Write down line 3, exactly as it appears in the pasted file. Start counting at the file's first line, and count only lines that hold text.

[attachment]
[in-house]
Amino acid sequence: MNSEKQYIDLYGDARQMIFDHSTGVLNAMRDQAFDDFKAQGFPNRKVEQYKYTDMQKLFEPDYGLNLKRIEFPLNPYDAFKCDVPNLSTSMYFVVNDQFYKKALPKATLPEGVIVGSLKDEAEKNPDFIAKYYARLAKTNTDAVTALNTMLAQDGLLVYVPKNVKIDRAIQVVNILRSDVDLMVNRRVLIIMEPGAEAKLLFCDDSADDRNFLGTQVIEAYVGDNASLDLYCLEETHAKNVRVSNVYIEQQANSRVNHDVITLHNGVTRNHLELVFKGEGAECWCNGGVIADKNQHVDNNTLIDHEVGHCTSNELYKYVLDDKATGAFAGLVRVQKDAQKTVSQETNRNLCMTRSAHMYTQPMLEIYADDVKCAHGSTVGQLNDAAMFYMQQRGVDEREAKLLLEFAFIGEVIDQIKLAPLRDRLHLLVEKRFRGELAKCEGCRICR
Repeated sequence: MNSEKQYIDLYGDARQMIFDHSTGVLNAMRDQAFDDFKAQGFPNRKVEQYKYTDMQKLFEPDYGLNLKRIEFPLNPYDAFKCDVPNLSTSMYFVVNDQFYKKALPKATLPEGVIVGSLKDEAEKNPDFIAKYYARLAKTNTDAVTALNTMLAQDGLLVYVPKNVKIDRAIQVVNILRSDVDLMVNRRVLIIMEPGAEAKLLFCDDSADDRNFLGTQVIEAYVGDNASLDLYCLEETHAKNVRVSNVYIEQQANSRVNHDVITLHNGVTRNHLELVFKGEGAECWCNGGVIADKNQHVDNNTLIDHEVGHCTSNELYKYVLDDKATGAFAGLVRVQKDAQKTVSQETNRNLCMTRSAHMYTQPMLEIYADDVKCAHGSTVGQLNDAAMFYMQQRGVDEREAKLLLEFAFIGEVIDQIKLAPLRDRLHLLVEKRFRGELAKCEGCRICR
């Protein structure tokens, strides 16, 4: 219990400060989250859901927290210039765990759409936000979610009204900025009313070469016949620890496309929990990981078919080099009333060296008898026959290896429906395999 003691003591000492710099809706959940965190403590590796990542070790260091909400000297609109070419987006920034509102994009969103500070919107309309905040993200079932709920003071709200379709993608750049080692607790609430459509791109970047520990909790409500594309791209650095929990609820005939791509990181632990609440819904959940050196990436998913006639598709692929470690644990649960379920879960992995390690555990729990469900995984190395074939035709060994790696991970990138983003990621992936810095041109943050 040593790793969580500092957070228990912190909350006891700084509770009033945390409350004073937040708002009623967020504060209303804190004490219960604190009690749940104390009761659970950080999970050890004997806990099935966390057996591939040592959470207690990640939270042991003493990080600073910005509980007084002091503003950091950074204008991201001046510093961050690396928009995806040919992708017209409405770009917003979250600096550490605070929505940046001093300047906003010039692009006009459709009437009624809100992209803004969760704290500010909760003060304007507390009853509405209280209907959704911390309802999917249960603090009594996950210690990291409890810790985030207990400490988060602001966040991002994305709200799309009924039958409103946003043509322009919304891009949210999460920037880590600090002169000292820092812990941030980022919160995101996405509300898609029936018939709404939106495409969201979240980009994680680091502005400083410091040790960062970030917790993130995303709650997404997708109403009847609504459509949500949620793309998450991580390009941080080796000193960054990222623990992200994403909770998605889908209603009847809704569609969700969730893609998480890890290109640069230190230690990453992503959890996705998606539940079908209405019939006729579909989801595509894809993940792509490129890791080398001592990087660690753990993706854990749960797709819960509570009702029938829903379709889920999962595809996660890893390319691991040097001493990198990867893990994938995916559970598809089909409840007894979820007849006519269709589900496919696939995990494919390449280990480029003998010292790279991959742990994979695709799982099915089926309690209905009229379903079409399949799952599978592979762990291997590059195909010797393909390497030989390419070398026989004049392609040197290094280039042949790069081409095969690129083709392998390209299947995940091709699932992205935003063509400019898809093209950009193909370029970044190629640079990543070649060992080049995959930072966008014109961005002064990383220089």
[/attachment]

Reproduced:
Repeated sequence: MNSEKQYIDLYGDARQMIFDHSTGVLNAMRDQAFDDFKAQGFPNRKVEQYKYTDMQKLFEPDYGLNLKRIEFPLNPYDAFKCDVPNLSTSMYFVVNDQFYKKALPKATLPEGVIVGSLKDEAEKNPDFIAKYYARLAKTNTDAVTALNTMLAQDGLLVYVPKNVKIDRAIQVVNILRSDVDLMVNRRVLIIMEPGAEAKLLFCDDSADDRNFLGTQVIEAYVGDNASLDLYCLEETHAKNVRVSNVYIEQQANSRVNHDVITLHNGVTRNHLELVFKGEGAECWCNGGVIADKNQHVDNNTLIDHEVGHCTSNELYKYVLDDKATGAFAGLVRVQKDAQKTVSQETNRNLCMTRSAHMYTQPMLEIYADDVKCAHGSTVGQLNDAAMFYMQQRGVDEREAKLLLEFAFIGEVIDQIKLAPLRDRLHLLVEKRFRGELAKCEGCRICR